An uncommon species collected by Steve Hootman, one of the best plant hunters of the modern era. Steve is the Director at the Rhodendron Species Botanic Garden and he found this in the Chinese Himalaya. Smaller and more prostrate than R. laurifolium. Greenish flowers.
Dog Tooth Violet. The European representative of the genus which contains our native Avalanche Lily. These have great mottled foliage and lovely flowers of an even violet purple highlighted by a throat touched in maroon and yellow. Frans must have been a bit of a dandy.
Dog Tooth Violet. There are no bad Erythroniums and this is near the top of the heap. Dark pink flowers are infused with a blue tinge giving them a wonderful lilac color and creating an easy shortcut to naming this cultivar. A star in the shade garden with nice mottled foliage.
This really would benefit from the heraldry of trumpets when it blooms since royalty does enjoy the pomp of lavish circumstance. But the flowers are such a nice fuchsia purplish pink with a red throat that the trumpets and all the trappings are implied. And with the same good mottled leaves.
Our native Fawnlily which grows from California up to BC. It is difficult to imagine having too many of these but judging from the copious self-sown seedlings in our shade garden, we'll soon see. Dormant in early summer so they aren't in the way. Pink flowers, leaves mottled when young.
Arctostaphylos afficionados Paul and Greg at Xera Plants say this is their favorite Manzanita which made it a must-have for us. Fits in the home garden and tolerant of garden conditions, this get just 2' high by 4' across in time. Rocking reddish new growth turns to blue-green. Pink flowers late winter. Drought tolerant.
This is likely a hybrid and we guessed with longifolia but who knows? Hybridity just means extra vigor and a better garden plant with fabulous big silver-crusted long leaves in showy rosettes supporting tall sprays of white flowers. Bright shade to morning sun is ideal. Easy.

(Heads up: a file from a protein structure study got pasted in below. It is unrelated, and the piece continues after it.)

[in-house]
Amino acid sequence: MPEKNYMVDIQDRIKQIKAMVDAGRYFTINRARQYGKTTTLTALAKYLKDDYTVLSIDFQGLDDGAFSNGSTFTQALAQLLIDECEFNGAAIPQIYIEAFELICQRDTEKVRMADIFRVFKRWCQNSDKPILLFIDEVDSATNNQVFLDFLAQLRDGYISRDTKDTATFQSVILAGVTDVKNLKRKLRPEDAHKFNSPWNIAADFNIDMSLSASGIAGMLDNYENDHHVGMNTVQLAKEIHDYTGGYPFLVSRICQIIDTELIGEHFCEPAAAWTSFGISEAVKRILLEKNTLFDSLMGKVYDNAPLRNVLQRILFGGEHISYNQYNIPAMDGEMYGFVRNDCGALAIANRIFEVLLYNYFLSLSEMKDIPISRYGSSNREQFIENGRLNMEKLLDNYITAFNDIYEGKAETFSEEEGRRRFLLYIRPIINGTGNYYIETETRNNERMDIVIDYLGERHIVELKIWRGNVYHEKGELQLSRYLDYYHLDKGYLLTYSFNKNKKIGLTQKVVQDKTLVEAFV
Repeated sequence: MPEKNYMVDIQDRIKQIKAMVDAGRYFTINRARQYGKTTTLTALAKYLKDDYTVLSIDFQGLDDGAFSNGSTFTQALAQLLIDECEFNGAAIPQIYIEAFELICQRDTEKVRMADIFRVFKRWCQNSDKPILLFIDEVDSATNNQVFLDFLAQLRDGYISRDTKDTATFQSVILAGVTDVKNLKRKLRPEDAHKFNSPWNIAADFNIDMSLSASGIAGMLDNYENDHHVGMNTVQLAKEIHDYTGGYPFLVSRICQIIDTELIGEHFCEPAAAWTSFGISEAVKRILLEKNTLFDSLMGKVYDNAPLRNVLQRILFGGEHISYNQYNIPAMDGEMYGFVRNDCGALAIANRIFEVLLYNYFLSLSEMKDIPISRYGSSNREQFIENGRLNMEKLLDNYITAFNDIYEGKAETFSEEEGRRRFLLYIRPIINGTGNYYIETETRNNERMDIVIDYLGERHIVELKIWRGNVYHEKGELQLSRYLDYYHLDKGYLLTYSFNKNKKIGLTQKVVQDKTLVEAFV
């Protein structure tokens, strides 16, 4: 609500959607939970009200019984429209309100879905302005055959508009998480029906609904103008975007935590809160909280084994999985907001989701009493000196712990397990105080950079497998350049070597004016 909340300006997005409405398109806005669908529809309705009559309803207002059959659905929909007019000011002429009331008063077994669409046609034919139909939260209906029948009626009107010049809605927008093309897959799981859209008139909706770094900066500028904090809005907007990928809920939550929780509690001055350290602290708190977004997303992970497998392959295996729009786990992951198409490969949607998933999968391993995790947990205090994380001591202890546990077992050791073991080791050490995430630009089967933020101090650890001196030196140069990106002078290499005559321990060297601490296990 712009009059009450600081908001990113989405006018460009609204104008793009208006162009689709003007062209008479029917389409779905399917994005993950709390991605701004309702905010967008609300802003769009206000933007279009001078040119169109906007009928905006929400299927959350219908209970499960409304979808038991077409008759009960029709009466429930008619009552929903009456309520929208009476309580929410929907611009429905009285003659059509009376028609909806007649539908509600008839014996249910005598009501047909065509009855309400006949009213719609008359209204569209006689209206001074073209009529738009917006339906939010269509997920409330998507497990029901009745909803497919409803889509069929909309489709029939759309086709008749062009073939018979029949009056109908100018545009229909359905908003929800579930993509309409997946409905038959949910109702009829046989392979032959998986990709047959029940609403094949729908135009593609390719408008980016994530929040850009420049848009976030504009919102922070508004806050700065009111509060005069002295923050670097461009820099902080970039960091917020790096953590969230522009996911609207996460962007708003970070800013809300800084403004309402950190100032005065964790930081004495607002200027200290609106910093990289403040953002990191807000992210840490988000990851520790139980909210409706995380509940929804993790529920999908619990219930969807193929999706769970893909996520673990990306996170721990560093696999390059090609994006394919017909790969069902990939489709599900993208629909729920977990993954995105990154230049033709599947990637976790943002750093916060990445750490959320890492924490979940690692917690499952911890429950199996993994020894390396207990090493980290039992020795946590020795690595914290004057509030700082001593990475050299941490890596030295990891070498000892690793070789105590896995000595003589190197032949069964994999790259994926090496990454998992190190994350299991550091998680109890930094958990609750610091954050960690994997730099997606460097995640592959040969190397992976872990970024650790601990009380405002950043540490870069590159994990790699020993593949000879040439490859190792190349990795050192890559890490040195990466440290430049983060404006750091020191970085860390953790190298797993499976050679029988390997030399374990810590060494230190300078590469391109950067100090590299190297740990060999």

Fragrant Dwarf False Indigo. An excellent plant for the xeric garden although not the best in sandy soils since it hails from good prairie soil in the midwest from central Canada down to Texas. Nice small woody shrub with erect small spikes of clustered small tubular flowes of violet blue petals and red stamens - whoa!
Leadplant. A native to the upland plains of the Midwest, this leguminous shrub has excellent textural foliage of small gray-green pea leaflets and quite nice terminal "antlers" of purplish flower spikes. The flowers are tiny but are clustered in multitudes. Good drainage, drought tolerant.
This is one of those plants worth the greenhouse space if you can't grow it outside which we can't. An evergreen vine from Chile where it is the national flower. Big waxy pendant flowers of typically rose red. These normally flower in late summer and fall. and we were entranced by beautiful specimens in bloom when we visited the west of Scotland in the fall of 2013.
Vigorous plants with foliage variously shaded in coppery hues and flowers that defy easy description. The flowers in mid to late summer bewitch with prism jewel tones of ruby or amethyst or rarely salmon which shimmer with an entrancing depth of color. This is a seedling group and not clonal so there is some small variation but pretty darned consistent.
Choice and uncommon Japanese native making a many stemmed plant with lots of white bottle-brush flowers in spring. The glossy green and nicely textured leaves are pleasant the rest of the season.
Collected by the late Don Jacobs from an especially robust population at the eastern extension of its range in in the Arbuckle Mountains of Oklahoma. This eastern extension our native Western Stream Orchid will soon form a colony of flowering stems with small orange-yellow-brown flowers. Moist to wet rich soil - it's easy!
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